Tuesday, 5 November 2013

The Harvest Cart Challenge

In order to get full use of the pumpkins we got delivered to the class. I decided to end the week with one final challenge. I call it "The Harvest Cart Challenge". I took my Wheelbarrow Challenge and put an Autumn spin on it.

The students were placed into groups of 4-5 students, and presented with a bag of "junk". Using only the material found in the bag, they were required to design and create a "harvest cart" that would carry the heaviest pumpkin.

For the bag of "junk", I use whatever I can find, but I always make sure that each group gets the same items. Here is what I was able to dig up this time around.
-paper bags
-juice concentrate lids
-milk lids
-paper clips
-clothes pins
-pipe cleaners
-popsicle sticks
-construction paper
-foam paper
-masking tape/duct tape (I usually give an arm's length)
-hot glue (each team is given a set amount of time to use the hot glue gun)

If you plan on doing this activity in your class, your supplies could look entirely different than mine, don't stress about finding the same things. That is what I love about this activity, the students are basically making something from nothing...the more random the items, the more creative the final product!

**I always send my students on a scavenger hunt at the beginning of the year to collect things I will find useful in my math classroom, so I always have plenty of junk lying around. If you don't have a pile of junk lying around your classroom like myself...I would recommend starting to collect supplies a couple of weeks in advance. Make sure to ask your students and other staff members for help.**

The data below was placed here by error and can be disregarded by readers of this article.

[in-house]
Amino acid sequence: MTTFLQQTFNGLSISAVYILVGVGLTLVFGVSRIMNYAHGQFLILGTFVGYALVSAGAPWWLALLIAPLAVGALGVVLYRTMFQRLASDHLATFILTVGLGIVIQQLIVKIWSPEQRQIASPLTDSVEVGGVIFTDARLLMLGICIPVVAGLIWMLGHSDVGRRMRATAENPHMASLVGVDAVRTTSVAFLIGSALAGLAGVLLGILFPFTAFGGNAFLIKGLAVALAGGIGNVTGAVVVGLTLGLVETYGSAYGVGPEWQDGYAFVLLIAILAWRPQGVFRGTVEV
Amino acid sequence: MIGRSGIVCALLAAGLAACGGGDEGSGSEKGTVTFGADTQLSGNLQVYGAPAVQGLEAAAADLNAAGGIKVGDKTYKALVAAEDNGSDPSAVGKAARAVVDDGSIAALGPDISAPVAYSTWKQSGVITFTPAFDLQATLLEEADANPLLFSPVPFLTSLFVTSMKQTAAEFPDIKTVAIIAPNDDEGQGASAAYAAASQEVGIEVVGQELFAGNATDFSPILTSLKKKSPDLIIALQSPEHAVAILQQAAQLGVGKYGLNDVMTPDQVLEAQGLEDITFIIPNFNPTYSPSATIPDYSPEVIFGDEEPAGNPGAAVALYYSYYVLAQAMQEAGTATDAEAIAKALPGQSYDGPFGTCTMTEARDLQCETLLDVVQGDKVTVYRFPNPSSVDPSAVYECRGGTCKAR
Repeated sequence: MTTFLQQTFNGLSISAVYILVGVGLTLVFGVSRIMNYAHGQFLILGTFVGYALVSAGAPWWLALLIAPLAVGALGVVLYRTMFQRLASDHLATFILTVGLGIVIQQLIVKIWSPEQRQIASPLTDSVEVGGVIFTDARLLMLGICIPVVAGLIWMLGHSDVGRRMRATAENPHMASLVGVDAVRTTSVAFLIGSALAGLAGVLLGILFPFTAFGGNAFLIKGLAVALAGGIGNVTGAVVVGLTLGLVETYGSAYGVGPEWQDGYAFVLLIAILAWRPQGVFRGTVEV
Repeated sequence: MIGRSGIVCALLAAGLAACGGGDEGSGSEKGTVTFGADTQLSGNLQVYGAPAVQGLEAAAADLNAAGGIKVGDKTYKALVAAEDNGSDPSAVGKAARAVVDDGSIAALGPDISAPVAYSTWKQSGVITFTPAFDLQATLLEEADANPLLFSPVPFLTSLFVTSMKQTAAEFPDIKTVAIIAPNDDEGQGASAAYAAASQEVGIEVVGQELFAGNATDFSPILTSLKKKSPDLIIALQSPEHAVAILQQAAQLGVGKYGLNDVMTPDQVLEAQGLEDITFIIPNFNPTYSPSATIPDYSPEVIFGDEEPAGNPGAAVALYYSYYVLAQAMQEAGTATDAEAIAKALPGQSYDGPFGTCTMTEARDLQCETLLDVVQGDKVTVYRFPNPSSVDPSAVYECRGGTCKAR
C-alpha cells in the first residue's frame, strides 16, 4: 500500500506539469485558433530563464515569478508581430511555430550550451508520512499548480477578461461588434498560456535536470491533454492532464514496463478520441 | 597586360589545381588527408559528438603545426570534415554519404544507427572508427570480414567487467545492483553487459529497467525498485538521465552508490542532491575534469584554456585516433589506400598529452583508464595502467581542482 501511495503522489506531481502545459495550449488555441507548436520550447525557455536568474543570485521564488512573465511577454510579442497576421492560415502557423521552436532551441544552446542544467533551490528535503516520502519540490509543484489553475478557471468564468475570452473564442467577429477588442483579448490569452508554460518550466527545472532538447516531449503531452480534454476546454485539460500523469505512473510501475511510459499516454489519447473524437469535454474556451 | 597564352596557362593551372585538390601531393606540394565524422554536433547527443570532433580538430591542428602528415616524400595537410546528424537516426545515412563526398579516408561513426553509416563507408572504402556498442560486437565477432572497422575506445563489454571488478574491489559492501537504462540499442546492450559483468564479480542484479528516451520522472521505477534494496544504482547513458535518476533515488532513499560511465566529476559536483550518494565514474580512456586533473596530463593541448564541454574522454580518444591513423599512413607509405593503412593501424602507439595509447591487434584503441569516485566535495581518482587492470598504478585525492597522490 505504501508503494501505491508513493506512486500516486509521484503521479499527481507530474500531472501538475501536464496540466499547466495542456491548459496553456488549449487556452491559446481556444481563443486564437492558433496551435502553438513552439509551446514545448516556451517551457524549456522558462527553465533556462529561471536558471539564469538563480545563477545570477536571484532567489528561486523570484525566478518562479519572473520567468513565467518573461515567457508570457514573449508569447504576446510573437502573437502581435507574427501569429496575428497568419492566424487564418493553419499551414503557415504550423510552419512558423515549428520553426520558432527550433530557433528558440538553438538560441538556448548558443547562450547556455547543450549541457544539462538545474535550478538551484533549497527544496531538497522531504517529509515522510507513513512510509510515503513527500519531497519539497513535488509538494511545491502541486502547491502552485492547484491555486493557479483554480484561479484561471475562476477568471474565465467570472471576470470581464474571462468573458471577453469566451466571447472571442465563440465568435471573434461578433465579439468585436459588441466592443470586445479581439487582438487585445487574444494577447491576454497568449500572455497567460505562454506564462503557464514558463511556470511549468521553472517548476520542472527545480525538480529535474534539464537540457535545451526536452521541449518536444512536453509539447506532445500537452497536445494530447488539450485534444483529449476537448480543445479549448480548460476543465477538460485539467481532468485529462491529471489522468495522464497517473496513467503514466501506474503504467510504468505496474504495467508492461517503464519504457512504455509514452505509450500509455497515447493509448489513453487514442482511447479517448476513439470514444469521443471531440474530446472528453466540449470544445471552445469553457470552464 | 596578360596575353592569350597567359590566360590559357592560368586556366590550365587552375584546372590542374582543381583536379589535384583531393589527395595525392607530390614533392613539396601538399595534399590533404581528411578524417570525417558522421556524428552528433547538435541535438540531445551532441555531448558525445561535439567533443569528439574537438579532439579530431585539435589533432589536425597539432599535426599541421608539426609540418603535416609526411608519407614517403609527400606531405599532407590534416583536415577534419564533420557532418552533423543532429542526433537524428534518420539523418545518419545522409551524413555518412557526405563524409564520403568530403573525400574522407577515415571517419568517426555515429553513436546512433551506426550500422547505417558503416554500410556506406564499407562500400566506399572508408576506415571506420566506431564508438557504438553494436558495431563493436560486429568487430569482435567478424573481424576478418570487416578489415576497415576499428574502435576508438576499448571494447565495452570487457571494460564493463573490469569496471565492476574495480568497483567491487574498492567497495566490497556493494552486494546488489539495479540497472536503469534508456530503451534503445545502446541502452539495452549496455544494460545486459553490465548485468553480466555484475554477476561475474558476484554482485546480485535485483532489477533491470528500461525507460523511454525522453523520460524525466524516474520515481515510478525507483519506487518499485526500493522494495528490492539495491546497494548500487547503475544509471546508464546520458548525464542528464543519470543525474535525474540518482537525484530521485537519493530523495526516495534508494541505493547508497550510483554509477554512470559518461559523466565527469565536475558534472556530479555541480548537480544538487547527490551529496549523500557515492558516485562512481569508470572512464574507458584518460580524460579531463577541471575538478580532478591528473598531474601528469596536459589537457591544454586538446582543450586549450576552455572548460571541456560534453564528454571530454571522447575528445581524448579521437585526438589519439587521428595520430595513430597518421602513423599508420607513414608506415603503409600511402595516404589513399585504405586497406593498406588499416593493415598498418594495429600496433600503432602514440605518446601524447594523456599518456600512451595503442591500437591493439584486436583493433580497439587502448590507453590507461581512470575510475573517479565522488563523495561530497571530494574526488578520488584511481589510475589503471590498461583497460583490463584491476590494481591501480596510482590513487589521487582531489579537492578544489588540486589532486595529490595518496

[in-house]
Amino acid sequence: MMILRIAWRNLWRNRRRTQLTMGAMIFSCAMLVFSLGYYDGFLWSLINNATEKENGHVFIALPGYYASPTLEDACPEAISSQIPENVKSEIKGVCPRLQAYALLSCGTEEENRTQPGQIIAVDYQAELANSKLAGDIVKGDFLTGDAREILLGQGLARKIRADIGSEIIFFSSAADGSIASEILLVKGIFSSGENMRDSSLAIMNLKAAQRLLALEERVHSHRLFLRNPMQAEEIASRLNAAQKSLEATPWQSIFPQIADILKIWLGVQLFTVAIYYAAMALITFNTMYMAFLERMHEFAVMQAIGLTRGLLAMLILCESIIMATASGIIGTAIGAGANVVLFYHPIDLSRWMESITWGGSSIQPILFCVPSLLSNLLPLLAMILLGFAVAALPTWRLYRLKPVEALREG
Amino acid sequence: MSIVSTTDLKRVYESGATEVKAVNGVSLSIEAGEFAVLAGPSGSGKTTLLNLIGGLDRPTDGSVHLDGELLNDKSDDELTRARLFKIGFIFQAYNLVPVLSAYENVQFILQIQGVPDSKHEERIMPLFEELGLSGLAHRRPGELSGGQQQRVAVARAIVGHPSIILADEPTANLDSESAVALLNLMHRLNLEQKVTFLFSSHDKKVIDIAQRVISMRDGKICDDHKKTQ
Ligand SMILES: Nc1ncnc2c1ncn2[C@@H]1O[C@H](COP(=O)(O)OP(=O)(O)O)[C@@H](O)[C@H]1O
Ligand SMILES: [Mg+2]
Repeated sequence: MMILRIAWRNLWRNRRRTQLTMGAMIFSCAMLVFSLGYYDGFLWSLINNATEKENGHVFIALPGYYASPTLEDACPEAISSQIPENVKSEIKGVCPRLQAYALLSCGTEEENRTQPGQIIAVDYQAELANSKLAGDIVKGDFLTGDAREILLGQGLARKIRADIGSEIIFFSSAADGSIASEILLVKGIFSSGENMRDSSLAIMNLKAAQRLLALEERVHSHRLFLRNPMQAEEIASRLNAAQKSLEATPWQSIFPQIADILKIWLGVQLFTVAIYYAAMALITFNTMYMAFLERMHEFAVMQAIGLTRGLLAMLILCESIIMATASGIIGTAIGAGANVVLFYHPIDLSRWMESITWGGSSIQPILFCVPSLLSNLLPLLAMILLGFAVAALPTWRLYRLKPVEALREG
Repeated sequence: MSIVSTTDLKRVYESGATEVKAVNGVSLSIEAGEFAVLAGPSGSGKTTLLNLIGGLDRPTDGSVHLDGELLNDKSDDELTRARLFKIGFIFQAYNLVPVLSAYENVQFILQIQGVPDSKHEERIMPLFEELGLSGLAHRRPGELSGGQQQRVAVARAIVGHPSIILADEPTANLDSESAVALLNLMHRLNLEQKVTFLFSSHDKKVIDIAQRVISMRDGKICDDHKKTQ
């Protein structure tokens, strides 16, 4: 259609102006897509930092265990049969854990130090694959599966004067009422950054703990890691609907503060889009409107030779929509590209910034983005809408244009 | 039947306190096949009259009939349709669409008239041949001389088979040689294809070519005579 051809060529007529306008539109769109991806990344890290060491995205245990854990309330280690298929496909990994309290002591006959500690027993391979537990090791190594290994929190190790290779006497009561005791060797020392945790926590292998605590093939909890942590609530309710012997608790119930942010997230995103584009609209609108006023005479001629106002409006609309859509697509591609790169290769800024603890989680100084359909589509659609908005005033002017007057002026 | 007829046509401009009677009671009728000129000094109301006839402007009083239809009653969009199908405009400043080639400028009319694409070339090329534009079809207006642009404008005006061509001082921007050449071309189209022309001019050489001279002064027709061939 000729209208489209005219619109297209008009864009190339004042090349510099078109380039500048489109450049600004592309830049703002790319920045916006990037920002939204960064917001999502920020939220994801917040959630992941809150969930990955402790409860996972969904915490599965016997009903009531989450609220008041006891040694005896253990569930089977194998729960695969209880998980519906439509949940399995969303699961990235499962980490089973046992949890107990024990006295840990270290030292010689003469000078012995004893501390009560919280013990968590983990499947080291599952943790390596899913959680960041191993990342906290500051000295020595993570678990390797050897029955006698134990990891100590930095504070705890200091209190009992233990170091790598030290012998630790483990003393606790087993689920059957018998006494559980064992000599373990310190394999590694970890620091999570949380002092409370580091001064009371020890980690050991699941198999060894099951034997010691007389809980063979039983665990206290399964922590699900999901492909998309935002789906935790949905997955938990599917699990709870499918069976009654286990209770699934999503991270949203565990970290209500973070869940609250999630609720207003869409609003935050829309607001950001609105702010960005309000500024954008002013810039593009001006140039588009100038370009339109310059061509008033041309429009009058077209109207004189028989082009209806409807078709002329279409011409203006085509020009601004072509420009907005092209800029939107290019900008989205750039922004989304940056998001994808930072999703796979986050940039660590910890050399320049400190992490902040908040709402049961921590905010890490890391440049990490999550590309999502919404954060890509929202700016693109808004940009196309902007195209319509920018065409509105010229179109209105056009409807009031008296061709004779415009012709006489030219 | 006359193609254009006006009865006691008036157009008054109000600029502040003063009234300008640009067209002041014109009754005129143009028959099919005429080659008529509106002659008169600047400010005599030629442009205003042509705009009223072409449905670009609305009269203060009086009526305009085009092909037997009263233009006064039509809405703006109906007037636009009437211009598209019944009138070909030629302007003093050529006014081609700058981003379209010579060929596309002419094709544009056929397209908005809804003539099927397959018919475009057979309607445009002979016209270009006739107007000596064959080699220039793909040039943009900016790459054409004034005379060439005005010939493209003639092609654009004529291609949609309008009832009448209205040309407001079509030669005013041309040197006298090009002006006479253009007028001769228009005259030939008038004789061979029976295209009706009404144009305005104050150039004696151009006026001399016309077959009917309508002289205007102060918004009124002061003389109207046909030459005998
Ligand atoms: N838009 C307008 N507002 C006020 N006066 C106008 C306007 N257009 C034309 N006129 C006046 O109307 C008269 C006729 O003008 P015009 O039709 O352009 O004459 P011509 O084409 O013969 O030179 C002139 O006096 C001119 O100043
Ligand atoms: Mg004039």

Ok, back to the challenge.
I usually start by showing my students a few ideas on the projector. Ie. A picture of a wagon, wheelbarrow, old fashioned cart, etc. just to get them thinking.

Each group was required to first sketch their cart, before beginning construction. Depending on your students, the construction phase can take anywhere between 1 and 3 classes.

Unfortunately, I forgot to take pictures during the construction phase, so I will skip ahead to the testing phase.

Down the middle of my classroom, I placed masking tape about 5 meters apart signifying the start and finish line. Each group was required to transport the pumpkin on their cart by either pushing or pulling. If the cart made it the full distance with no major signs of distress, it made it to the next level.
With each level the pumpkin increases in size. I usually start of with one of those small ornamental pumpkins, just to make sure everyone passes the first round. Make sure that you have a variety of different sized pumpkins (I usually write the weight on the pumpkin for the students to see) I would recommend having at least 6 different sizes. I always end up being amazed at how heavy a pumpkin some of their creations can actually withstand!

Here's a few pictures of us testing the carts out. (sorry, they aren't the greatest)

The kids had a blast!

I hope you try this activity with your kids or something like it. It is a great way to get kids interacting with one another and putting their creative porblem solving skills to the test. I also find this to be a great activity for incoporating the design process, which is a large component of their science mark.

To finish the week off, the kids were all able to carve a pumpkin to take home.

I hope everyone had a great Halloween, next up...Christmas!


1 comment:

  1. Kim! Love this!! You should add it to the Math Is Real Life link up! What a great application and activity!